*The Fish Finger Conundrum- Monday 20th October 2014*


Due to unfortunate exam-related circumstances and the fact that any vaguely maths-related homework is not my friend, blog entries have recently been few and far between. Hopefully in a few weeks I’ll have the time to post a backlog of stuff. I hope you enjoyed this post.  =)



Thusday 29th January 2015

Today I had a chance to work on The Gibberish Dictionary eBook project again.

Reading my diary from two years ago (when I was still going through Johansen IAS Therapy for serious Auditory Processing Disorder) was an eye-opener to how amazing my life is now. I had almost forgotten how poor my sound processing was. I could barely cross roads safely because the deafening, distorted, misplaced traffic sounds I heard clashed with my synaesthesia. I couldn’t hear the words in songs- slurred mouth-noises with the odd understandable words in between were swamped by mushy instrumental backgrounds. Because of this, all the music I love now was uninteresting to me. Some sounds were painful and overwhelming. I couldn’t cope for long in busy environments such as town centres, or even my local supermarket when it was busy. I couldn’t sing anything in pitch because I couldn’t hear my voice properly. My listening skills (and consequentially my social skills) were so poor I could barely hold a conversation. This makes me glad that I kept a record of the massive improvements to my hearing. Not just because the diary may be a useful case study for other people, but because I had been starting to take my amazing new life for granted.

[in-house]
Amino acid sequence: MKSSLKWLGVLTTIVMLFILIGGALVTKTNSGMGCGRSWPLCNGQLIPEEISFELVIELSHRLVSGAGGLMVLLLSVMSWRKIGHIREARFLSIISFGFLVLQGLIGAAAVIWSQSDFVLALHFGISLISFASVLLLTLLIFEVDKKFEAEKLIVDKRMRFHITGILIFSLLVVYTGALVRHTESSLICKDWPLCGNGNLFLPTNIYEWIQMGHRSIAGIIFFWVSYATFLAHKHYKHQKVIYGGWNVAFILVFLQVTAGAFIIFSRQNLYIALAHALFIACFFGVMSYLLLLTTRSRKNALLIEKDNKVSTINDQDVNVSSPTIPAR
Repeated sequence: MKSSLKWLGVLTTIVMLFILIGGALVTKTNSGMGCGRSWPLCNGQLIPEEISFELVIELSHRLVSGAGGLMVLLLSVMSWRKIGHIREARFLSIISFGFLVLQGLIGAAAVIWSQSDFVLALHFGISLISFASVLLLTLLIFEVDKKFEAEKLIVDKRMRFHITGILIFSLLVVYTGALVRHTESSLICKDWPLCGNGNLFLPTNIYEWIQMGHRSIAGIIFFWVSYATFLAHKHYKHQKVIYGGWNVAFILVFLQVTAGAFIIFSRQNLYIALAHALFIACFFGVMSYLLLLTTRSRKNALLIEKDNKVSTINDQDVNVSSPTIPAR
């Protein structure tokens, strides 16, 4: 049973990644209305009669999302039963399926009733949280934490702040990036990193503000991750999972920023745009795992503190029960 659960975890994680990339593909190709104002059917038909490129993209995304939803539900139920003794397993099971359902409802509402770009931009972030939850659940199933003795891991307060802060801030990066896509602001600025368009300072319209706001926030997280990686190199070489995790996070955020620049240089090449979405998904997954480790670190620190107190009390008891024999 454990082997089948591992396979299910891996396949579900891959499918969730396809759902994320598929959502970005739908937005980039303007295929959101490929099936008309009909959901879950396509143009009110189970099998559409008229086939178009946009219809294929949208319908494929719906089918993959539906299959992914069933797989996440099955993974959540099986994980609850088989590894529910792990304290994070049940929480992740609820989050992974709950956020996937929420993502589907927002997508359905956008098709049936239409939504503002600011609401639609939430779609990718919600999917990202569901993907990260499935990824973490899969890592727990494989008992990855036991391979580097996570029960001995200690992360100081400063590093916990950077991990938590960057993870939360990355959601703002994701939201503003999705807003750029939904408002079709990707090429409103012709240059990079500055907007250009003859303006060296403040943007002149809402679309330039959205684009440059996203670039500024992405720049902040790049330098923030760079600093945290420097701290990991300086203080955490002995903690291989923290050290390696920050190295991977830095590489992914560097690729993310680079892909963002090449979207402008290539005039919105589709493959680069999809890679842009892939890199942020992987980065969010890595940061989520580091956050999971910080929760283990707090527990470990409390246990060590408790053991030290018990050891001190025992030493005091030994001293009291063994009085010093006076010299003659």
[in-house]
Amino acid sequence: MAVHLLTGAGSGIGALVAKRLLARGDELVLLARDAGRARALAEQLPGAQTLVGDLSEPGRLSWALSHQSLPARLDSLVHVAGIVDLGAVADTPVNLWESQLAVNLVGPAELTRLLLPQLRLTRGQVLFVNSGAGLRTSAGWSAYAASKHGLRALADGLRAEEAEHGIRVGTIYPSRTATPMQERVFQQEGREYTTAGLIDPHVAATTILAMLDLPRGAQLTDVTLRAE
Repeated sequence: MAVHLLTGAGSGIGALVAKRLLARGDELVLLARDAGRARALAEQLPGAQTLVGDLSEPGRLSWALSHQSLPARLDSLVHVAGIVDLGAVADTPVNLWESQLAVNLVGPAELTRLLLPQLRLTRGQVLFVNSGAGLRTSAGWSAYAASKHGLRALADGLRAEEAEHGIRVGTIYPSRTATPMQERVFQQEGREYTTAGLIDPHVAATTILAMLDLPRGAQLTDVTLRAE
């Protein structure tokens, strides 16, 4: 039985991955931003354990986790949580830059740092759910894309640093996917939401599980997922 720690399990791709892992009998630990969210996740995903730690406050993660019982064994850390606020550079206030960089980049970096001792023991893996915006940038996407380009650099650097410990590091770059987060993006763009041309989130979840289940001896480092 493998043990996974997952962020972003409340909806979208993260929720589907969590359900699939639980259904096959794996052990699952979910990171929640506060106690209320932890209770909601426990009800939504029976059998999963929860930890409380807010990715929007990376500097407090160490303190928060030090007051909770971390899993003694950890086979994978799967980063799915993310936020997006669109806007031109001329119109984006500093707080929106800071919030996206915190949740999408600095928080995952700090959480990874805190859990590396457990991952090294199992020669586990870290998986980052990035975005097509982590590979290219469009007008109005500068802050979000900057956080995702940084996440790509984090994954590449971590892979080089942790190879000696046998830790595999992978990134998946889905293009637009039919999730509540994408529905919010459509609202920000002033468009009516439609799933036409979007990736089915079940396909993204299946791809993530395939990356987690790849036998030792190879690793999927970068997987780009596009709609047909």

Tuesday 3rd September 2014- My real journey starts here.

I’ve been keeping this diary for more than 3 years now. I started it when I was 17 and soon I’ll be 20. Over the past 3 years I didn’t just gain a physical and emotional balance thanks to MLC Scotland’s therapy for Retained Reflexes, and become able to hear clearly after Johansen IAS therapy. Because Retained Reflexes and serious Auditory Processing Disorder were no longer delaying my development and holding me back, I learned a lot of things which are important in daily life, which I previously had no idea about. Here are some things I’ve learned since 2011. I’ve come a long way. I feel like I’ve had almost 20 years of experience crammed into just 3.

  • I’m not stupid after all. It’s amazing how much confidence the diagnosis of a learning difference gave me.
  • Songs have words!
  • Talking to other people and making friends isn’t as scary as I thought. I enjoy chatting and making friends.
  • Sarcasm. It’s important.